BY RYAN COUCH
I’ve had a lot of nasty things done to me in my 43 years of life. Many of which were done by church people while we were worshipping and serving Jesus together. I’ve also done some nasty things to others along the way, but as a highly skilled theologian of glory, I like to believe that the nastiness done to me far outweighs the sin I’ve committed against others.
The message of the gospel declares that our sins are forgiven on account of Christ. But there is a double-edged sword aspect to this powerful truth — if the sins I’ve done are forgiven and nailed to the cross with Jesus then so too are the sins that have been done to me. When Jesus proclaimed “it is finished” (John 19:30) he was referring to all the sin ever committed in the history of the world, he took it all, yours, mine, and everyone else’s. This means its not our sins that keep us from God but the rejection of his forgiveness of those sins. It also means that in order for you to hear and believe the words of absolution, “your sins are forgiven” you are also confessing that the sins done to you are forgiven as well.
I’m often asked, by well-meaning friends and colleagues, if I’ve forgiven those who have hurt me so deeply? This question used to send me on an inward search of my heart and mind to see if I was holding on to any bitterness or animosity. Of late, however, I have realized these efforts not only do not answer the question they lead me to despair because I know that I can never truly forgive them in a way that will bring reconciliation and restoration. The trust has been broken too severely, the wounds run too deep, the damage done is too far-reaching. So now instead of turning in upon myself to answer this important question, I turn outside myself to the promise of Christ. The promise of Christ that says their sin was nailed to the cross with Jesus and is 100% forgiven. Therefore while I cannot confidently say, “yes I’ve forgiven them” I can with full assurance of faith declare that Jesus has forgiven them.
But what of Jesus’ words in Matthew 6:14-15,
“For if you forgive others their trespasses, your heavenly Father will also forgive you, but if you do not forgive others their trespasses, neither will your Father forgive your trespasses.”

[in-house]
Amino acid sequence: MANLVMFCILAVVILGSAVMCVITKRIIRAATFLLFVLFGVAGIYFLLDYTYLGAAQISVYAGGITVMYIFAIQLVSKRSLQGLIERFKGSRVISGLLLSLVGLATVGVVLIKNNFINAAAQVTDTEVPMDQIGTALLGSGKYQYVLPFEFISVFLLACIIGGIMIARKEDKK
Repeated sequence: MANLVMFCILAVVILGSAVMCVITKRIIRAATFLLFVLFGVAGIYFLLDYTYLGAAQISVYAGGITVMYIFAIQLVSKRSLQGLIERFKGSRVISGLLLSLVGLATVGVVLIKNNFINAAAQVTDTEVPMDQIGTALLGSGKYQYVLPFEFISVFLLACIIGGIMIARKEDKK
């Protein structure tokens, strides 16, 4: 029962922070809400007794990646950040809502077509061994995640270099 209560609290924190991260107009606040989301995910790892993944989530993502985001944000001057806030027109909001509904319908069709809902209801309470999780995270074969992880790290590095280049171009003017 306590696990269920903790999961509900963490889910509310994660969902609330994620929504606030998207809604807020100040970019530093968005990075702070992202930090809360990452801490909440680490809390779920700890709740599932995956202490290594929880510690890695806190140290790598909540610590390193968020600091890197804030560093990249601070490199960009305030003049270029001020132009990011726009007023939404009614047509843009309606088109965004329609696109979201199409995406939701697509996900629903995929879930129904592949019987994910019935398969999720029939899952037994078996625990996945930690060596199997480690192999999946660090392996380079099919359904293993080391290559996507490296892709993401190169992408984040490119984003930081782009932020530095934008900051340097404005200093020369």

I’ve heard a myriad of explanations for what Jesus is communicating here. Most of which simply cheapen the intensity and gravity of Jesus’ message still leaving us despairing of ourselves desperately hoping we’ve truly forgiven all the wrongdoings done to us for fear that we may not be forgiven by Christ. However, when we take Jesus’ words in this text and compare them with what we read elsewhere in Scripture, we begin to feel the weight removed and the shackles fall off. Jesus has already forgiven our sins; there are no ifs, ands, or buts about it. Jesus has already forgiven the sins done against us, despite our unwillingness and inability to truly forgive Jesus has done it for us. We are saved by grace alone, through faith alone, on account of Christ alone. We do not merit forgiveness by our obedience, and that includes our obedience in forgiving those who have sinned against us. Therefore what I believe Jesus is saying in this oft mishandled text is simply this: In the same way that your sins have been forgiven so too the sins done against you have been forgiven. And if we withhold forgiveness from our sinning neighbor we are implicitly declaring that Jesus’ blood is insufficient for their sin denying the power of the gospel not only for others but for ourselves. However, forgiveness is not contingent on us, it’s found outside of us in Christ. So while we fail to forgive as we ought, denying the gospel along the way, there is forgiveness even for this.
When Jesus handed out the keys to the kingdom he proclaimed, “I will give you the keys of the kingdom of heaven, and whatever you bind on earth shall be bound in heaven, and whatever you loose on earth shall be loosed in heaven.” (Matt. 16:18-19)
As citizens of Jesus’ kingdom we are given a tremendous responsibility. We are asked to steward the forgiveness of Christ. This doesn’t mean we control it or that it originates with us but as Dr. Steve Paulson says, “the gospel always comes from a creature to a creature, not out of thin air.” When we withhold forgiveness from our neighbor, we are also denying it for ourselves because the promise of the forgiveness of sins is not to us only but to every sinner who has ever walked this earth. Sin is not the issue. Jesus has dealt with our sin and declared the law’s condemnation against us to be finished. Therefore when we withhold forgiveness from those who have sinned against us we are failing to understand and appropriate the fullness of the gospel. Thankfully the message of the gospel does not depend upon us or our ability to consistently live in light of it. Instead, it is held by Christ and his Spirit who give it out freely without waiting for us to get it right. You really are free you know, free to forgive and free to hold grudges, the law does not hold sway over this for in Christ it really is finished.
Ryan is married to his college sweetheart, Andrea. They live with their two teenagers in beautiful Bend, OR. Ryan holds Master’s degrees from Knox Theological Seminary and Trinity Seminary. He is also studying with Dr. Jim Nestigen and St. Paul Lutheran Seminary in pursuit of a Doctor of Ministry degree. Ryan enjoys good cigars and talking with people about theology and the radical message of the gospel. Ryan has planted two churches and is currently gathering with a core group of sinners in hopes to plant a law/gospel church in Bend.